Not-So-Brilliant Mistake | Letters | Chicago Reader

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Not-So-Brilliant Mistake

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Dear editors,

In his startling negative review of Elvis Costello's recent Rosemont appearance, critic Rick Mosher tries to come off as the authority on the talented performer [August 23]. However, by concentrating on giving us a blow-by-blow rundown of Costello's career, Mosher fails to capture the real spirit of the show. Mr. Mosher, people were not sitting on the edge of their seats when Costello played his first two numbers, they were standing and cheering with intense euphoria. Were you too busy taking notes or trying to come up with a thesis for your review to notice? We sat down after a while because Elvis and the Attractions switched gears and played some mellow tunes. Besides, the Rosemont is a classy joint where one sits in expensive assigned seats when an artist plays. However, you may have noticed that every time Elvis played a hard-rocking tune like "Pump It Up," the crowd stood right back up and reveled in his glorious energy. Please note that even after the slower numbers, the audience still applauded like mad, and Costello and the Attractions were begged by the crowd to play two encores.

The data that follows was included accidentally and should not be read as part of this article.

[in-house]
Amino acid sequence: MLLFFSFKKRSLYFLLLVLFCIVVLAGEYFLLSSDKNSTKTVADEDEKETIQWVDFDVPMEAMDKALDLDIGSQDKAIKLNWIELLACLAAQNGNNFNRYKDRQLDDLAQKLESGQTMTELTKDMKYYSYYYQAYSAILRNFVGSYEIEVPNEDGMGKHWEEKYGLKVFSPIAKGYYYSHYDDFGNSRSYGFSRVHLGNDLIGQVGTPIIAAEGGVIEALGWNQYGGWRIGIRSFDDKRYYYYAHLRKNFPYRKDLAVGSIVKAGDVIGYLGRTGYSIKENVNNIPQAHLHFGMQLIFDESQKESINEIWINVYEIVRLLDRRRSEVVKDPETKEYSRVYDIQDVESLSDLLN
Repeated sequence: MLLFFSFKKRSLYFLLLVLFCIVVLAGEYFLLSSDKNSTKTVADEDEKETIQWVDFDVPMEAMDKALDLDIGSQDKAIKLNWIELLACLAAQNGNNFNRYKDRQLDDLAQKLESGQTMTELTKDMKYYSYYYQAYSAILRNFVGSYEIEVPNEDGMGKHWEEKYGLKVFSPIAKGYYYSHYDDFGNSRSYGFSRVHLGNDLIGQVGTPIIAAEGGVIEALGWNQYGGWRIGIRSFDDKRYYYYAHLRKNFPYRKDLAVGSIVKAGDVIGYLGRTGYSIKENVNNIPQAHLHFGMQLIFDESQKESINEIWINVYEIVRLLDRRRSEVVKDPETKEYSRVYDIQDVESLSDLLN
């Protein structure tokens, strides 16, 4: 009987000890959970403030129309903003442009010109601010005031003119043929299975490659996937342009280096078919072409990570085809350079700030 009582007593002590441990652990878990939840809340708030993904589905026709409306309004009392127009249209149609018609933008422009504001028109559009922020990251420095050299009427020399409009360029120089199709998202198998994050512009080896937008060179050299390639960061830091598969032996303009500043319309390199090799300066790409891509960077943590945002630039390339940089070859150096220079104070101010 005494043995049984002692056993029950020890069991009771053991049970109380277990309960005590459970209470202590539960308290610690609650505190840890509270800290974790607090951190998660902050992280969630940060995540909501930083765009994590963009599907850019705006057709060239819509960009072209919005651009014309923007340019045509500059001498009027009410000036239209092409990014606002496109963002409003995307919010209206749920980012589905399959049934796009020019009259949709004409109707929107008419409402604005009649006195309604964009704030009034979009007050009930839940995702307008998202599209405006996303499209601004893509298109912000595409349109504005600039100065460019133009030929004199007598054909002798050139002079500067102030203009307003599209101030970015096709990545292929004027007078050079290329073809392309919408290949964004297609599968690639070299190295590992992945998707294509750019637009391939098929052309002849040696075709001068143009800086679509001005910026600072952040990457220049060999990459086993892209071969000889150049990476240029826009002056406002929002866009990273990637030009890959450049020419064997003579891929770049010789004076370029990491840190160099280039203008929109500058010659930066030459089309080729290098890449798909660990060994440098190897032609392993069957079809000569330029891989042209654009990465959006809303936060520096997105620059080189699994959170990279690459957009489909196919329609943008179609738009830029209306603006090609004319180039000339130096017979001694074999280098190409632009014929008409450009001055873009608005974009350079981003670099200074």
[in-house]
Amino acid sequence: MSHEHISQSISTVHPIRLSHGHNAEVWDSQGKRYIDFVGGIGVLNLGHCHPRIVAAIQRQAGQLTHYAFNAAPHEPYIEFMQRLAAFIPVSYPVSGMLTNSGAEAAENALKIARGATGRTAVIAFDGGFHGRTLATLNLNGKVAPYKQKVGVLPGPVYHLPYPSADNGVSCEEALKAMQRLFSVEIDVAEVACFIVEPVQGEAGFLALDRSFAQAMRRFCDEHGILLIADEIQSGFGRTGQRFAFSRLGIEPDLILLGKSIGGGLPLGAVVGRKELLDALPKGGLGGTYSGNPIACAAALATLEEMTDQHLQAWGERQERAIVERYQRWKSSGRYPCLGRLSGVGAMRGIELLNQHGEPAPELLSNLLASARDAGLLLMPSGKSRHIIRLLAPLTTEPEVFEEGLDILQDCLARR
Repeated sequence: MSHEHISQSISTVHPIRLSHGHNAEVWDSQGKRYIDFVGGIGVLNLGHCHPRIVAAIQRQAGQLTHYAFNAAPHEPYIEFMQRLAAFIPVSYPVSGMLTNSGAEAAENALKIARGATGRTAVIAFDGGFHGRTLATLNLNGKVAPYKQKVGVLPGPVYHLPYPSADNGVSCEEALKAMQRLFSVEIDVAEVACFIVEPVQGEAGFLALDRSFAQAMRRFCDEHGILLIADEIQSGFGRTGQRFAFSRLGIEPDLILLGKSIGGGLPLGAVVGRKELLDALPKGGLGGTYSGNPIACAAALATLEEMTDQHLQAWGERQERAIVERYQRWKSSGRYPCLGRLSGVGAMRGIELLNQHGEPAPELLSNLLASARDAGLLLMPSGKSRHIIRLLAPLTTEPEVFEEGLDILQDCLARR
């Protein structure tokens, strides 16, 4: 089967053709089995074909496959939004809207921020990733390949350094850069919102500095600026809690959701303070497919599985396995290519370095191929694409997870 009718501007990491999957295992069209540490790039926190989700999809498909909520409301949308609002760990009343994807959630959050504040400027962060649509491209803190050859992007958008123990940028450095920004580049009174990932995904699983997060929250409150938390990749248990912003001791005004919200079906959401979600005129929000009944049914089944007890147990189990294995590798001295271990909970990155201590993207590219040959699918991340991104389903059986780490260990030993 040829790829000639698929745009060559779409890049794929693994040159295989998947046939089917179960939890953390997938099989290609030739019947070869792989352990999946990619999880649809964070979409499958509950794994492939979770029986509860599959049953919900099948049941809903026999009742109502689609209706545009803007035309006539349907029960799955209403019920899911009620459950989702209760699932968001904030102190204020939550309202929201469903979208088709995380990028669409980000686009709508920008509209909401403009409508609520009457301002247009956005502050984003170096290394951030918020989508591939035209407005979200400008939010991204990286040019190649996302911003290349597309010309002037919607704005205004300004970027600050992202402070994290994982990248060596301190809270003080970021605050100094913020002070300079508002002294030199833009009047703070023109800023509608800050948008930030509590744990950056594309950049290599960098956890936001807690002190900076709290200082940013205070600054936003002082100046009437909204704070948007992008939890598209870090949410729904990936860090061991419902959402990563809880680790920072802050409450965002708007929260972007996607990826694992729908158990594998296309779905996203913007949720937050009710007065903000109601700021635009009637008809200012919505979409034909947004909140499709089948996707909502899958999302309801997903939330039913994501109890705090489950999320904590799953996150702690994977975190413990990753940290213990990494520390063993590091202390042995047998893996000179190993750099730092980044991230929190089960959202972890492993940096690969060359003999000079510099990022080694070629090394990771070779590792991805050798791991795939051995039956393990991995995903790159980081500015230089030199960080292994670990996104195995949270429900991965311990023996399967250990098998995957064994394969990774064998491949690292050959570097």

What bothers me is not the fact that you call the crowd "rabidly forgiving" (actually Rick, did you ever think that the audience reacted with such enthusiasm because the show was damn good?), or that you dare to pan the miraculous Imperial Bedroom, or even that you compare Elvis to Mandy Patinkin (I mean, really, Rick, is there no end to your cuteness?). It's the fact that for all your extensive coverage of Costello the man, Costello the supposed failed artist, you still don't get some of his song titles right. A minor example is you call "The Beat" "On the Beat," but a more criminal error is you mention the King of America's title track twice. What's wrong with this you ask? There is no title track on the album. The song you are referring to is called "Brilliant Mistake." Please in the future concentrate on the performance you are reviewing, spare us the history lesson and the not-so-brilliant mistakes.

B. Christopher Wilson

W. Melrose

Rick Mosher replies:

Guess I'm not as forgiving a fan as I might be. But you got me on the song titles. Thanks for the corrections.

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